fruedAs a psychologist — one deeply aware of the powerful connection between humans and animals — I wanted to share some little-known information about another “believer,” who provided therapy from a small Vienna office at the turn of the previous century. You may know him best as the father of psychoanalysis: a cigar smoking Austrian by the name of Sigmund Freud. But what you may not know about this mental health pioneer is that he employed not only a couch as a therapeutic tool, but he also typically had one of his dogs present during client sessions. While Freud’s own affinity for dogs was perhaps the initial reason for having them present as he worked, he soon witnessed the therapeutic benefit they bestowed upon clients.

Freud was partial to chows — a dog who, like the pit bull, is now often maligned by erroneous media reports. Sadly, this often results in many chows landing in already overcrowded city shelters. If only our current sensationalist media outlets could look to history on occasion and glean some wisdom from great thinkers such as Freud, perhaps fear-based actions could be minimized.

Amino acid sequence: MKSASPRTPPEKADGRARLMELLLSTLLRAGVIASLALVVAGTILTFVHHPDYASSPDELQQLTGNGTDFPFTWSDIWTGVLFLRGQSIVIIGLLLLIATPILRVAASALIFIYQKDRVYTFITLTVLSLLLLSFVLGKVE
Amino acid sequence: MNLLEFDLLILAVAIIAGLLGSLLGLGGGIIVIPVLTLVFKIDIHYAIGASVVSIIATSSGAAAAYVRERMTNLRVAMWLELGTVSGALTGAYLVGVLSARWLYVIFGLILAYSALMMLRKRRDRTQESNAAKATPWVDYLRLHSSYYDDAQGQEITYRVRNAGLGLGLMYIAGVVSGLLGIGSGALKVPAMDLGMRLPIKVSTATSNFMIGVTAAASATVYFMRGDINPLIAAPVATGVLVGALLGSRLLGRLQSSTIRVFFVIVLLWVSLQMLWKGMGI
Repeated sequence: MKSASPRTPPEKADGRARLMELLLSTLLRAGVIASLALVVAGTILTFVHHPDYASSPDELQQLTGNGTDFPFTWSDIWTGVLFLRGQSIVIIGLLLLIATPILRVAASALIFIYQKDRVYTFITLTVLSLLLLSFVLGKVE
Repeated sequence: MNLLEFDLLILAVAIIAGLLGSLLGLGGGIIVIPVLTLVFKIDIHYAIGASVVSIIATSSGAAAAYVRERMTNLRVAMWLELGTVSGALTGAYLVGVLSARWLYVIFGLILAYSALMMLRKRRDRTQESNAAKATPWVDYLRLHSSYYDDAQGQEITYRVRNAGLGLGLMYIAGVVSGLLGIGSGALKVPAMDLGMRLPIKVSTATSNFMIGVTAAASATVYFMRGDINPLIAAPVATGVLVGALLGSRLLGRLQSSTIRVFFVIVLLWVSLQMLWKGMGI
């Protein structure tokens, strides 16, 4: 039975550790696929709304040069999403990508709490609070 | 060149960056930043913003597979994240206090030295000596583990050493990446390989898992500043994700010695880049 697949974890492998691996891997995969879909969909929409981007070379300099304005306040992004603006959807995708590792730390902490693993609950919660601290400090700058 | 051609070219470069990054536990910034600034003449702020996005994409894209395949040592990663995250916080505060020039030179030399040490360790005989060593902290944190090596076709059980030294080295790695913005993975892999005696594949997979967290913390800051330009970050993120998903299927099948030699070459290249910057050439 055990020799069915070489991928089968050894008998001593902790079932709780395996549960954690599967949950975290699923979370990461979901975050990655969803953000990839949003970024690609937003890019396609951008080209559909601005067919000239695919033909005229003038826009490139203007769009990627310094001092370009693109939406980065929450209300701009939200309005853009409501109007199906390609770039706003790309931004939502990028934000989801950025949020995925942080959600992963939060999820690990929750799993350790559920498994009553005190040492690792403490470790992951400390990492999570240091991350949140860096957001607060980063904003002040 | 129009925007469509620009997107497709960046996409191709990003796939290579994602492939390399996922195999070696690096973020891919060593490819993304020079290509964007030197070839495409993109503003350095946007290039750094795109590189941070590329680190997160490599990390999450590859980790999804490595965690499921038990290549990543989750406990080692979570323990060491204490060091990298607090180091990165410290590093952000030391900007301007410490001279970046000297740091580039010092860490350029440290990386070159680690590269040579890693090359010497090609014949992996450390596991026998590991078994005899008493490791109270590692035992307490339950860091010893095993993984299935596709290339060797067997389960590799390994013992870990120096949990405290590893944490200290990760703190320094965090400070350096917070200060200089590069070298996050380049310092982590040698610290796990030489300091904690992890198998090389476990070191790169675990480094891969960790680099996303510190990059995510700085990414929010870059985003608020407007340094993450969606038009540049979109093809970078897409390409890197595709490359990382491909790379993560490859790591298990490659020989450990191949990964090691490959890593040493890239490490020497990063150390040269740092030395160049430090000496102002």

For one thing, Freud noticed that a dog’s presence acted as a calming influence on his patients. Children and adolescents in particular seemed better able to disclose painful information with a dog nearby, but adults benefited in a similar way as well. It seems that the mere presence of a dog in the room lowered the barriers of resistance all humans erect to avoid painful subjects, and so facilitated the therapeutic process. What Freud surmised from these observations was that the unconditional regard of a dog was healing. The steady canine presence in the face of what a human might experience as painful or embarrassing provided containment and a safe place of reassurance.

Freud often referenced one chow in particular, Jofi, whose response to clients offered him clues to a client’s emotional landscape. Freud noted that Jofi would settle farther away from clients who exhibited anxiety and stress, but remained close to those who seemed depressed — close enough to be touched by the client if he/she so chose.

Jofi could also indicate the end of a 50-minute session… finish the post by clicking here. Pia

Pia blogs often at The Daily Wag on, the home of episodes from Francesca and Sharkey – Martha Stewart’s two dogs. Dr. Pia Salk is a psychologist, animal welfare advocate, and expert on the human-animal bond. Pia frequently highlights the important role that animals play in our lives and how our societal treatment of animals conveys important messages to our youth.